Leon
March 6th, 2017
4:03 PM
Jonty Corfield, if Argentinian generals would have had the weapons and the men displayed by Russians in Syria (Kalibr, Raduga, Su35, Buratino thermobaric rocket throwers, speznaz, etc.), it would have been a very harder work for the soldiers from the Queen to retake the islands... Besides that, you keep dreaming Putin can be fool enough to attack baltic states and trigger art. 5. But why should he do it? He does not need it. If and when he would like to get Balts cry uncle, he has economic leverages strong enough to set aside brute force at all: embargo on baltic goods on the Russian markets (right now, Balts are one of the most damaged countries for Russian countersanctions), custom tariffs, change of destination of Russian freight ships (no more Balic ports)... Less choreographic than an armored brigde marching on Vilnius or Tallin or Riga, but, on the long run, it hurts where it takes... And no art. 5 at all...

Shoigu's Cat
March 6th, 2017
9:03 AM
FYI, nobody in Russia cares a fig about Britain. You are just not that interesting.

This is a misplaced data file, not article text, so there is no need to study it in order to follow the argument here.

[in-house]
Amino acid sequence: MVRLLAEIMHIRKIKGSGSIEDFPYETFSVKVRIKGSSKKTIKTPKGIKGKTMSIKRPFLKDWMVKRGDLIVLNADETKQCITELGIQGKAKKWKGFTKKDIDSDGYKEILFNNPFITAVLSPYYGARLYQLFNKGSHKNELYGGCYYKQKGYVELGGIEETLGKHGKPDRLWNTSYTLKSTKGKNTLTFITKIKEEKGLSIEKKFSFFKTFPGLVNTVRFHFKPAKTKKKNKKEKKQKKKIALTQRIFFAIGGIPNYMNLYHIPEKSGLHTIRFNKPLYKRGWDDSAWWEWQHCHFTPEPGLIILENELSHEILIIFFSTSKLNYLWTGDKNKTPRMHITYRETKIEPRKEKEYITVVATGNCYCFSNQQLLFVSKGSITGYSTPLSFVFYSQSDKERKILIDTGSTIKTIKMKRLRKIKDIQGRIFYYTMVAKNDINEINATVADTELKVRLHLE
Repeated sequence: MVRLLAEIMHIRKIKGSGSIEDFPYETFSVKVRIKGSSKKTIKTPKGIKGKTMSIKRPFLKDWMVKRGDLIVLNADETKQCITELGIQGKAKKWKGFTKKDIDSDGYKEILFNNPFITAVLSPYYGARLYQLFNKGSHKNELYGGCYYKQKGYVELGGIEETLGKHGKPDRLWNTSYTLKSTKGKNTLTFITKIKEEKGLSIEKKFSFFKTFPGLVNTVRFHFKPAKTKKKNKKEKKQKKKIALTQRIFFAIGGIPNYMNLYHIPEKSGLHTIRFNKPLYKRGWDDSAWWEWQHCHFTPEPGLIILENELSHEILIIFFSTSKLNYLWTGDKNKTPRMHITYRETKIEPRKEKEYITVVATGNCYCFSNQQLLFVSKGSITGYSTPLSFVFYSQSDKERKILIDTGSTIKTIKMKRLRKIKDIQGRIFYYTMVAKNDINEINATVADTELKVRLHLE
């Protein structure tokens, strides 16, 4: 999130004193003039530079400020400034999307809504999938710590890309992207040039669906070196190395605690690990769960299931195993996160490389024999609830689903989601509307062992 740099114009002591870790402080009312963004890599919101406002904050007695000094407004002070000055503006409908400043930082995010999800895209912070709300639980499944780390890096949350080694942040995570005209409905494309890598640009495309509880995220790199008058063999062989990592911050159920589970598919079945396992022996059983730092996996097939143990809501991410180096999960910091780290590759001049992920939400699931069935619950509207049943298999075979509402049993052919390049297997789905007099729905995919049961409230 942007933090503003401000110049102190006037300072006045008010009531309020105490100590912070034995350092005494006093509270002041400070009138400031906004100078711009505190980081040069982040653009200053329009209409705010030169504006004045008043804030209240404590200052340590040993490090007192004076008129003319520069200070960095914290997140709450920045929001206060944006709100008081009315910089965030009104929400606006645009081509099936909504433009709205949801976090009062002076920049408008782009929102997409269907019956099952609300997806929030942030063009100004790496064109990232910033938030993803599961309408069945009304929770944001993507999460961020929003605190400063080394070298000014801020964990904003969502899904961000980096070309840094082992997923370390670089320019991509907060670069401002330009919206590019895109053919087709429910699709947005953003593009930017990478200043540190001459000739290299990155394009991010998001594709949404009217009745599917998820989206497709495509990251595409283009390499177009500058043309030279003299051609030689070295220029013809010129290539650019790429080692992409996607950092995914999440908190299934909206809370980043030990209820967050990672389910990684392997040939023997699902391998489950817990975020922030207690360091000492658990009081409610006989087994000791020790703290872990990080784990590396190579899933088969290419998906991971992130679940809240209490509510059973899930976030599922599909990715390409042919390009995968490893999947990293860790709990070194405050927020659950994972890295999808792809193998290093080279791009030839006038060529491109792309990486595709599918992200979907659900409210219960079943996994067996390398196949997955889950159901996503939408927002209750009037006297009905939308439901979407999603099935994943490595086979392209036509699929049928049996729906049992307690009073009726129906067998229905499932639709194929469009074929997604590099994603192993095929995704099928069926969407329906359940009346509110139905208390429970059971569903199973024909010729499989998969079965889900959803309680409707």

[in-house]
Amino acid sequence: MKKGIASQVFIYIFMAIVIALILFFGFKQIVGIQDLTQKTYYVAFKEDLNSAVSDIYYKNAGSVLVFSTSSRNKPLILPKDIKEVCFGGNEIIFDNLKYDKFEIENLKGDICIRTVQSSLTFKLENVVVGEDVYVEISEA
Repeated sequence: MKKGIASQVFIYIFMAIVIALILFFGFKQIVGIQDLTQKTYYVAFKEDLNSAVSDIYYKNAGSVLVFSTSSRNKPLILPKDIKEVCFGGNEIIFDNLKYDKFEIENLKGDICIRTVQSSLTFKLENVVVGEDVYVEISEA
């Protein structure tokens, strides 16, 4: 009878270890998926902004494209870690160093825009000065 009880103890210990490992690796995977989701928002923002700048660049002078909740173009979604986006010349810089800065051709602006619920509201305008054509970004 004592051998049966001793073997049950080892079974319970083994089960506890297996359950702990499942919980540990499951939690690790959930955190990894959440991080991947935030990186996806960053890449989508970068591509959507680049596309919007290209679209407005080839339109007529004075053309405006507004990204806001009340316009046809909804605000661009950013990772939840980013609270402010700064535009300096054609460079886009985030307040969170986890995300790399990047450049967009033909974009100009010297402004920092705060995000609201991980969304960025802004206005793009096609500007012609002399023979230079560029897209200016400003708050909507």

Peter from Oz
March 3rd, 2017
4:03 AM
It's great to see that Australia with 24 million people is fighting it out with Russia (population 144 million) for 12 place in world's biggest economies.

Anonymou112
February 17th, 2017
3:02 PM
"But, when its stooge in Kiev was removed by democratic elections" LOOOOOOOOOOL British guys . Author do not respect you . He lies in so basic things .

amcdonald
January 14th, 2017
6:01 PM
If Trump and Putin can normalise relations then the people can prosper and islamist terrorism will be eliminated. Stalin was necessary in the alliance that eliminated Nazism. Brexit inspired the USA, France and Holland in the 21st century. It was like the Civil War without muskets , magnificent and a glorious victory. A red,white and blue Brexit is what we will get. And a pro-Israel one.

Jeeves
December 25th, 2016
5:12 PM
The Russians are coming! The Russians are coming! Mangled diction and all. I have to say I found no comfort in knowing that Russians have a lousy standard of living. Or that Putin has no "strategy." Russia's advanced (and advancing, we are told) nuclear arsenal trumps (sorry!) the economic story. Putin may be less popular, but since when has that mattered to a tyrant who makes a habit of liquidating his opposition?